Dordogne or Lot: which one should I choose?
- Credit: Archant
Settled on south-west France but struggling to choose between popular Dordogne and lesser-known Lot? We look at the virtues of each
The neighbouring departments of Dordogne and Lot share everything we love about the country – from quaint villages bathed in sunshine to heritage, gorgeous food and wine and pristine scenery where rivers meander through lush countryside or carve their way below spectacular cliffs. For decades Dordogne has attracted British expats, but Lot is just beginning to reveal its charm on this side of the Channel.
Land area: 5,217sqkm
Average house price: €124,800
In the ancient province of Quercy, character and variety are the mainstay of this small department, rich in traditions and landscapes. Here you’ll find the sparsely inhabited plateau of the Causses du Quercy, a parc naturel régional sprinkled with dovecotes and shepherds’ huts; then there’s the dramatic chasm of Padirac or the prehistoric caves of Pech Merle; the granite hills of Ségala and their fast flowing streams; or the vineyards of Cahors down south in the bucolic Lot Valley.
Cahors is a modest capital (around 20,000 inhabitants) with surprising attractions such as its vin noir, the most powerful of the wines produced in Lot. Nestling in a beautiful river loop, the town is dotted with ‘secret gardens’, medieval arcades and Renaissance houses, while St Stephen’s cathedral keeps watch over the city’s true icon, the 14th-century fortified Pont Valentré.
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Heading west along the meandering Lot river you come to Luzech, a pretty village in the fold of the hills, almost enclosed by the water, and Puy-l’Evêque draped in old merchants’ houses and winding lanes named after ancient trades. East of Cahors, the clifftop village of St-Cirq-Lapopie rises like a mirage high above the river in a tangle of steep cobbled lanes and flower-filled balconies. It’s listed among France’s Plus Beaux Villages and a favourite haunt for artists and craftsmen.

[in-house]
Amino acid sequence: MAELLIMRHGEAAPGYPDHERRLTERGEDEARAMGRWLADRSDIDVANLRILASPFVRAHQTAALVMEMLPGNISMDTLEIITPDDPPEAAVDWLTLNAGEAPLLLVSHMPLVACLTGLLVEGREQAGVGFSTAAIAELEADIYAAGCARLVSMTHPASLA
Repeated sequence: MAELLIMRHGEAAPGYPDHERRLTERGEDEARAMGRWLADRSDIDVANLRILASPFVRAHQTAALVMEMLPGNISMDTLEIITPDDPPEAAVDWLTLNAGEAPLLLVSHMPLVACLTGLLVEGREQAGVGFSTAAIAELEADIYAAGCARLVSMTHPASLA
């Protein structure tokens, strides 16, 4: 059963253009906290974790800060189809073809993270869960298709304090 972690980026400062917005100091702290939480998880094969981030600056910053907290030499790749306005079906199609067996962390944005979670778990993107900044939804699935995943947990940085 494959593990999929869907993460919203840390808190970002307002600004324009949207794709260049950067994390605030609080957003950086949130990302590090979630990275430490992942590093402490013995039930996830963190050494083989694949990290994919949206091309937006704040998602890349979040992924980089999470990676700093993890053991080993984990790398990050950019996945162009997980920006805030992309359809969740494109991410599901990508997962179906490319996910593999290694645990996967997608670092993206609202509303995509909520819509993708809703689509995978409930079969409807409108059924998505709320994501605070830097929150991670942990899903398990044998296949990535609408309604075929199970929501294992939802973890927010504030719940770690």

It may be tempting to venture no further than this stunning valley, but Rocamadour beckons with monastic buildings and churches clinging to ochre-coloured cliffs above the gorge of the Adour. It’s a breathtaking sight for pilgrims on their way to Compostela and tourists keen to enjoy the view and the local goat’s cheese. The Adour is a tributary of the Dordogne which flows across the northern reaches of the department, taking in a few castles: Castelnau-Bretenoux, Belcastel, La Treyne, and a scattering of villages like Carennac, Loubressac or Autoire with its waterfall.
Land area: 9,060sqkm
Average house price: €110,700
North-west of the old Quercy province, the Dordogne department boasts a long and often turbulent history, including 300 years of English rule in the Middle Ages. It’s a scenic land of Plus Beaux Villages and castles, prehistoric caves and picturesque towns of history and art. The Périgord, as it was formerly known, enjoys a mild climate year round and a diversity symbolised by four main colours.
At the heart of the province, the Périgord Blanc is an area of limestone plateaux, wide valleys and rolling grasslands. There, on the banks of the River Isle, the préfecture Périgueux has three museums, a cathedral and an enticing mix of medieval and Renaissance architecture. The Périgord Vert to the north encompasses part of the Périgord-Limousin nature reserve, the Dronne valley and the lovely town of Brantôme with its abbey and stone bridge. In the south-west it’s purple for the vineyards, be it the sweet Monbazillac or the red AOCs from Bergerac, a historic town on the Dordogne river with a number of half-timbered houses.
But best known is the Périgord Noir in the south east, where dark oak forests hide truffles and cèpes, perfect accompaniments to duck and goose dishes. Sarlat, the main town, is all medieval and Renaissance buildings in ochre-coloured stone while the nearby Vézère valley contains numerous prehistoric sites listed by UNESCO, most famous the painted caves of Lascaux (closed to the public, but you can see reproductions in Lascaux II).
Meanwhile, the Dordogne river gently follows its course from east to west, past Domme, a medieval bastide with sturdy fortifications, and two of France’s Plus Beaux Villages: La Roque-Gageac, squeezing precariously below the cliffs, and Beynac-et-Cazenac with its eagle’s-nest castle looking across the peaceful valley.
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